Semantic Version Support
Versioning packages in Go is a problem. Let me illustrate this with three examples.
- I was recently looking at Kubernetes, its dependencies, and the dependencies of its dependencies. There are numerous cases where the same dependency is imported, the version specified is different, and the version is a commit id. Can you decipher what should be going on?
- I was looking at a project importing Kubernetes. The version specified was a commit id. Since Kubernetes releases versions I was wondering what version was being used. After a little searching I found it was a commit between two versions. When projects have stable releases when is it a good idea to use a commit between releases?
- What if you found an application using the version
f9885acc8cd1403afcd09570c89a009e8bd1dc19of OpenSSL. Would you think it was a good idea to use that application? Would you know what vulnerabilities had been fixed? This is theoretical since no one does that. That commit id happens to be vulnerable to Heartbleed. With versions it’s pretty easy to see if a release is after the fixed version. When using commit ids it’s not.
Semantic Versioning (SemVer) is a nice way to version packages and applications. Not only is it widely used it has a versioned spec making it easy to write support for.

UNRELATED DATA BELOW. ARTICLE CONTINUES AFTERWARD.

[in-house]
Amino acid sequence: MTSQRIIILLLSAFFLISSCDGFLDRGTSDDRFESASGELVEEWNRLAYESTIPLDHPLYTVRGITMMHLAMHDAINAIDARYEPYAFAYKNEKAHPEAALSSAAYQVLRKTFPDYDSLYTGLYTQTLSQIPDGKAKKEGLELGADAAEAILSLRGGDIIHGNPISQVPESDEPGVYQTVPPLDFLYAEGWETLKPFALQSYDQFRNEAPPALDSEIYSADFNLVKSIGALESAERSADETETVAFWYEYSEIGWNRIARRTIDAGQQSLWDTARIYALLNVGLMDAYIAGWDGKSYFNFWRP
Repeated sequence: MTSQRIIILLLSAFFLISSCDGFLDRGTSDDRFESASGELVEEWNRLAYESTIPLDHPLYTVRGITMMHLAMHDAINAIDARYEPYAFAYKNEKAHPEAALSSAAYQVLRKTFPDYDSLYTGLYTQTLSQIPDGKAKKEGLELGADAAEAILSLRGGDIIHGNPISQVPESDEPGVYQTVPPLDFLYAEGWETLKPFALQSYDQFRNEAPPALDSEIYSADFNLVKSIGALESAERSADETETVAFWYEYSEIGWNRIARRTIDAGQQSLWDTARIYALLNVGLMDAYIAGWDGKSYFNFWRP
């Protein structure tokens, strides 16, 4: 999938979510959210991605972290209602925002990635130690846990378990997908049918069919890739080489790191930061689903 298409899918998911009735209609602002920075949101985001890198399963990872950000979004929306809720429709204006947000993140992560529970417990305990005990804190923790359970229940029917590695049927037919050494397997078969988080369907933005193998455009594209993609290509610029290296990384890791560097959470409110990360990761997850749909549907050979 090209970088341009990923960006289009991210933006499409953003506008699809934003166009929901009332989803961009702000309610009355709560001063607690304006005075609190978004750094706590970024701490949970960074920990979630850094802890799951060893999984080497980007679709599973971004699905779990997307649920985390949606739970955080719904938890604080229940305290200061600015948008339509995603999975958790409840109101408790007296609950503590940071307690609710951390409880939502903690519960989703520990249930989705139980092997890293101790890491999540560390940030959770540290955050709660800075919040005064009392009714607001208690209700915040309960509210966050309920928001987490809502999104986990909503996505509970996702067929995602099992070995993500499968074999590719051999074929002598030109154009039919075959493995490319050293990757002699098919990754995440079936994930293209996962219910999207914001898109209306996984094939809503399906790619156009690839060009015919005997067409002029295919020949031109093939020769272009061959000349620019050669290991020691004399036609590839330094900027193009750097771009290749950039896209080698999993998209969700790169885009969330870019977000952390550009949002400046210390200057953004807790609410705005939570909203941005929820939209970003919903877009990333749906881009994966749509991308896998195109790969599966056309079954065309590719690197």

Glide now supports SemVer and you can use constraints. For example, for a version you can specify
1.2.x (which is
>= 1.2.0, < 1.3.0),
^1.2.3 (which is
>= 1.2.3, < 2.0.0), and a host of other options. Glide will try to pick the latest release to meet the constraint. The SemVer handling is through the
github.com/Masterminds/semver package. In the documentation you can see the supported syntax and even use it in your own applications.
Of course, you can still specify a branch, tag, or commit id. Those have a higher priority than attempting to figure out the right semantic version.
Automatic Dependency Flattening
Go works best when there is only one import location for a package in a build. This is best seen in the
$GOPATH which is one location. With
vendor/ directory support there’s an opportunity for packages to import packages that import packages and the dependencies are in the corresponding
Different packages can import different versions and objects created in one package location are going to have an issue working with the same package in another import location. To illustrate this I’ve put an example online that you can clone and fail to run.
And it’s worth noting that each separate import location is included in the resulting build binary. This can easily lead to binary bloat.
Glide now flattens dependencies to a top level
vendor/ folder unless the dependency has chosen to self manage the dependencies. In addition to Glide managed projects, this also works with Godep, GPM, and gb managed projects when flattening. You can import packages managed by different tools.
Building Practical Solutions
We’re attempting to build Glide to be a practical tool solving real problems. Given the fragmentation of package management in Go that means working with packages managed with multiple tools. Using the new vendor support in Go means we learn practical ways to work with these packages and try to come up with useful solutions.
If you want to contribute to this or you have some insight please drop by the issue queues or find us in IRC (
#masterminds room on Freenode). We’re happy to talk and welcomes pull requests and feedback.